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A Monument
to Survivors

The Monument Quilt, a testament to those affected by sexual violence, will blanket the National Mall with their words.

Natalie Martinez was still a teenager when a stranger touched her without her consent.

It took her a year and a half before she was able to add a quilt square to thousands of others sewn by people who have been affected by sexual violence. Written, drawn and stitched into fabric, the squares contain the personal stories of survivors, and together make up the Monument Quilt. On May 31 the result—more than 3,000 pieces that have never before been displayed in their entirety—will spread across the National Mall in Washington, D.C.

This story was published in collaboration with Teen Vogue.

Martinez, now 21, said she drew strength from the messages of support she read in the other pieces of the quilt, in hopes of helping others struggling with similar experiences. “I wanted to be able to share my own story,” she said. “Maybe it would in a way mean something, provide meaning to somebody else.”

Six years ago, members of the artist collective FORCE began to collect stories from survivors of sexual abuse, and the quilt squares have been piling up in a Baltimore warehouse since. By displaying them in one of the country’s most public spaces, members of FORCE hope to recognize these often unseen and unaddressed experiences. Weighing in at over 50 tons, the quilt will cover an area of the Capitol lawn the size of a football field.

“This project was dreamed up during the Obama administration,” said Liz Ensz, who began volunteering with the collective in 2014 and is now part of the leadership team. “Just thinking of who’s in the Oval Office now, putting this on his front lawn is also really important.”

Ensz, like all the staff of FORCE, is a survivor. Ensz said making a square helped put a name to what they are now able to understand as abuse. “I think a lot of people hadn’t named their experiences as rape or assault before because it wasn’t a stranger in a dark alley. It was someone they knew,” Ensz said. “It’s about presenting these other narratives that men can be survivors of rape and sexual assault, women can be perpetrators, any story can exist. There’s not just one narrative.”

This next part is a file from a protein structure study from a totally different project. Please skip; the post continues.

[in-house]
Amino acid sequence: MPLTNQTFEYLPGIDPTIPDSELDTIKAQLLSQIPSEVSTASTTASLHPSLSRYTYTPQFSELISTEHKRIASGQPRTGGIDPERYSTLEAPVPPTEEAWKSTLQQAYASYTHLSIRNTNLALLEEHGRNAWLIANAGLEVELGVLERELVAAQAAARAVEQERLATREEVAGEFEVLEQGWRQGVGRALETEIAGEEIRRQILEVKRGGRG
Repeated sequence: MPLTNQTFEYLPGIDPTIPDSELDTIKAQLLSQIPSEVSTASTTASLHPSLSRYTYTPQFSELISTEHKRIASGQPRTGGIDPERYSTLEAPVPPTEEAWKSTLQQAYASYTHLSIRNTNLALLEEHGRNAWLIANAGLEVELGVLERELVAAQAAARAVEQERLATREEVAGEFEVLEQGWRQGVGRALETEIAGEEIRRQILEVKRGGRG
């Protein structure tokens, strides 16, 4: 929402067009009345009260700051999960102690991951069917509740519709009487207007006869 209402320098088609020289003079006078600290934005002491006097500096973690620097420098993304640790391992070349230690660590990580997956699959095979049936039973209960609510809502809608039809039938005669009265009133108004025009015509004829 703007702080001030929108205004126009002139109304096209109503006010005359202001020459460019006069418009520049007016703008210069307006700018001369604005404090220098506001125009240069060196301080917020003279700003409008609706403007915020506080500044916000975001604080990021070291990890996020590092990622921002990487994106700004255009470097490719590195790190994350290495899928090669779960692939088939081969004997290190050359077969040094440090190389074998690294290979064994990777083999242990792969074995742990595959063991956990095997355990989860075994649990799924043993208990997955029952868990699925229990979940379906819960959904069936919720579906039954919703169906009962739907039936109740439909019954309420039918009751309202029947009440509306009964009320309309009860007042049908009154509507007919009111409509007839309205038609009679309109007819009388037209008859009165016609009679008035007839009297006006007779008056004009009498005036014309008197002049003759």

Part of FORCE’s outreach is aimed at helping those especially vulnerable to abuse—young adults and children. While it is not known how many of the pieces of the quilt were submitted by young adults, staff members said they have seen many squares describing experiences from childhood and teenage years.

18-year-old Marquart Dody worked with the group to develop programming aimed at helping teenagers protect themselves, and each other. She said she joined the youth efforts after being disturbed by what she witnessed in her middle and high schools. “My involvement with it has a lot to do with seeing rape culture in schools,” said Dody. “And wanting to disrupt it.”

Tracy started dating a boy when they were in middle school. Shortly after the relationship began, she said he started pressuring her for sex. It eventually escalated into him forcing himself on her, more than once.

“I was 13 or 14,” said Tracy, who asked to be identified only by her first name because she has not publicly disclosed her assault. “I didn’t really know that it was a sexual assault that happened, because I was in a relationship with the person. And I thought that meant they could do whatever they want.”

Tracy, who is Chinese, said she never told her parents about what happened because of the family’s strict rules against dating. “The culture that I come from is not very open, and so I felt like there wasn’t really anyone I could go to.” she said. “I never would have been able to talk to my mom about what happened.”

For Tracy, being unable to talk about her experience made it even harder. Now 22, she said making a square for the Monument Quilt was the first time she was able to understand her experience as a sexual assault. “Before that, I never really processed or acknowledged what happened,” she said. “I consider that my first real recognition.”

Marshall Project reporter Anna Flagg’s sister holds the positions of FORCE Collective Member and Studio Director.